Sunday, June 9, 2013

Korach's Call For Sameness Diminishes The Equality Of Difference

Rabbi Daniel Grossman
Rabbi Daniel Grossman  is an old friend from a dozen or more CAJE conferences. Today I had the thrill of seeing him once again and learning from him at the Matan Institute for Synagogue Educators. The Institute includes interactive sessions on differentiated instruction, positive behavioral supports, organizational change theory, executive functioning, first-person experiences, concrete “ready-to-implement” ideas, resources and so much more. The article below is from the Jewish Week's blog, "The New Normal" which focuses on the the needs of Jews with special needs. BTW, Korach was my Torah portion when I became a Bar Mitzvah 39 years ago!




This week’s parasha focuses on the rebellion of Korach. Korach’s attempt to take power from Moses rests on what at first appears to be an appeal to equality and democracy. “All the community is holy, all of them, and the Lord is in their midst. Why then do you raise yourself above the Lord’s congregation?”

If all of Israel is equal, why should Moses have more authority than others? The problem with Korach’s argument is that to say all are equal in the eyes of God, is not to say we are all the same in our abilities before God.


Judaism encourages us to acknowledge diversity in ability and skills at the same time we celebrate our equality before the Lord. In working with unique individuals for more than thirty years, I have been blessed to experience the diversity of equality before God and to acknowledge the unique abilities of many people.

Praying in sign language, dealing with physical, intellectual and emotional challenges does not ignore uniqueness for the false value of sameness. We are not the same, but, we are equal. Honesty allows each person to forge their own path toward equality of experience without pretending that to be equal is to be the same. Moses possessed skills suited for leadership. Betzalel was better suited as an artist and craftsman. Miriam’s empathy to the needs of the people allowed her to know when to lead them in song and where to lead them to life giving waters.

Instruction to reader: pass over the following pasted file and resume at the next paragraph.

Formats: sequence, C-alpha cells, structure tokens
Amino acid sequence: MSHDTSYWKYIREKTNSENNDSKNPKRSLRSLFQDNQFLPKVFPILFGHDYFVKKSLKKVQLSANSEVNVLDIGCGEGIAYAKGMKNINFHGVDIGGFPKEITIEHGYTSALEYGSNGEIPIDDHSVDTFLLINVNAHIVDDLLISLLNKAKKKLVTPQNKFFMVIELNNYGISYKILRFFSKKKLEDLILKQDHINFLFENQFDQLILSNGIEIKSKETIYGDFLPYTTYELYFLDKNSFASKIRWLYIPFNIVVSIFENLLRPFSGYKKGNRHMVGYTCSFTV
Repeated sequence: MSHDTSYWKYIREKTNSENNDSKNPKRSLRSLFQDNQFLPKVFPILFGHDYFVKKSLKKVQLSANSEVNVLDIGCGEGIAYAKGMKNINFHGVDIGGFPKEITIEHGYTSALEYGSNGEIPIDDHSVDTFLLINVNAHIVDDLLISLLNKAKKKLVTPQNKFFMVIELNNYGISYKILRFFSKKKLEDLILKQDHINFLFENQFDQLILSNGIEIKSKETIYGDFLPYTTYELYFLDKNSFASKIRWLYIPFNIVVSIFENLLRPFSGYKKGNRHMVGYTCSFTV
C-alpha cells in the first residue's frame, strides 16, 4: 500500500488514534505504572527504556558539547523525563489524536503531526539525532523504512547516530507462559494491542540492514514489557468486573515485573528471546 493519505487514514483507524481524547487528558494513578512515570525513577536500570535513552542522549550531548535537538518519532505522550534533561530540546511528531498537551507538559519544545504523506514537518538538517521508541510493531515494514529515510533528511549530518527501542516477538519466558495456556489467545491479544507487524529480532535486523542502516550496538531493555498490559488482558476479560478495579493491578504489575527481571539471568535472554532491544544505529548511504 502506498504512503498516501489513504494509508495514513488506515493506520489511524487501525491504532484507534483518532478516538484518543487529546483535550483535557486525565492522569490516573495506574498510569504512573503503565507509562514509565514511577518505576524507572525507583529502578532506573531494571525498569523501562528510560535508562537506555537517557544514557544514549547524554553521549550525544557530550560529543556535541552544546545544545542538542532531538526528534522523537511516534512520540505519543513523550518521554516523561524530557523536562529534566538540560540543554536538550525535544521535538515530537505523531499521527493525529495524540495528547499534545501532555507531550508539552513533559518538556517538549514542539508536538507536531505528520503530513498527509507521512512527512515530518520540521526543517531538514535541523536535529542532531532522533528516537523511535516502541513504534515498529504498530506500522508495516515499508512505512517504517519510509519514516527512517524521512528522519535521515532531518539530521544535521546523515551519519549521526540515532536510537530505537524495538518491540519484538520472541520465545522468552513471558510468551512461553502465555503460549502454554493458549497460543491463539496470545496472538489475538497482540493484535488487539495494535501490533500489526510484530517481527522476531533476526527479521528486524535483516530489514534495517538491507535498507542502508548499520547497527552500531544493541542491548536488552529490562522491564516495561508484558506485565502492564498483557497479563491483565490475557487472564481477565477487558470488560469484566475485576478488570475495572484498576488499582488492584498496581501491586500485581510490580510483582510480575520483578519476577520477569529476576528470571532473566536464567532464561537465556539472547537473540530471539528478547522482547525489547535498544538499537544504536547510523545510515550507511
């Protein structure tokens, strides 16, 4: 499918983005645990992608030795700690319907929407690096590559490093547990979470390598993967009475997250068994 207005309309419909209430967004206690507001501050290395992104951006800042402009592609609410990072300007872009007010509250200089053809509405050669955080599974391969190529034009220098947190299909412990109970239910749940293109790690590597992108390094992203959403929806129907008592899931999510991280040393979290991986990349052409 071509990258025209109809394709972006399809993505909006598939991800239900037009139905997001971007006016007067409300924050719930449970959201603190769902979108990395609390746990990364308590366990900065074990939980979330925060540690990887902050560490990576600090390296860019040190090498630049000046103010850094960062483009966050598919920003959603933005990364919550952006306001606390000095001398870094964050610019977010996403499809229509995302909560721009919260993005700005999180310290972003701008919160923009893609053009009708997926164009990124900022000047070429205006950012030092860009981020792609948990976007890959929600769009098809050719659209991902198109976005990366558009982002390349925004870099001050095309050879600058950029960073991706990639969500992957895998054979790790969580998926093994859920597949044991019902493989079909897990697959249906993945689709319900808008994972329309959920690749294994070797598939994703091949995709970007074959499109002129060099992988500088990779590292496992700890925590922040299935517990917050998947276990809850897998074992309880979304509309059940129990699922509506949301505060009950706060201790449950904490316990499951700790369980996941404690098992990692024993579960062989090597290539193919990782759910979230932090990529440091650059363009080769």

Korach’s words sound empowering, but in fact, by denying unique differences, his words are in fact, much more limiting. If changes in modes of participation are ignored for the sake of “sameness,” we as a community deny individuals the right to experience equality in many different ways.

The point of my position is that for us all to pray, do mitzvoth, and to live as a Jew, we must allow for varying modalities to achieve equality, without requiring sameness for all Jews. We each approach Judaism in ways suited to our abilities, skills and physical realities. Korach’s hidden call, for, sameness, in fact diminishes the equality of difference. Let us pray that we always acknowledge the wonder of uniqueness and that we are not fooled into the trap of sameness.

I want to give thanks and credit to Rabbi Bradlley Shavit Artson for introducing me to the difference between equality and sameness.


Rabbi Daniel T. Grossman has led Adath Israel Congregation in Lawrenceville, New Jersey for 25 years. He is a graduate of Temple University, Hebrew University, Mirkaz HaRav Kook in Jerusalem and the Reconstructionist Rabbincal College. Rabbi Grossman also works in the field of Jewish Special Education and co-wrote and participated in the video “Someone is Listening,” the story of a young deaf Jew and his search for fulfillment as a Jewish adult. Rabbi Grossman is also fluent in several sign languages.

ShareThis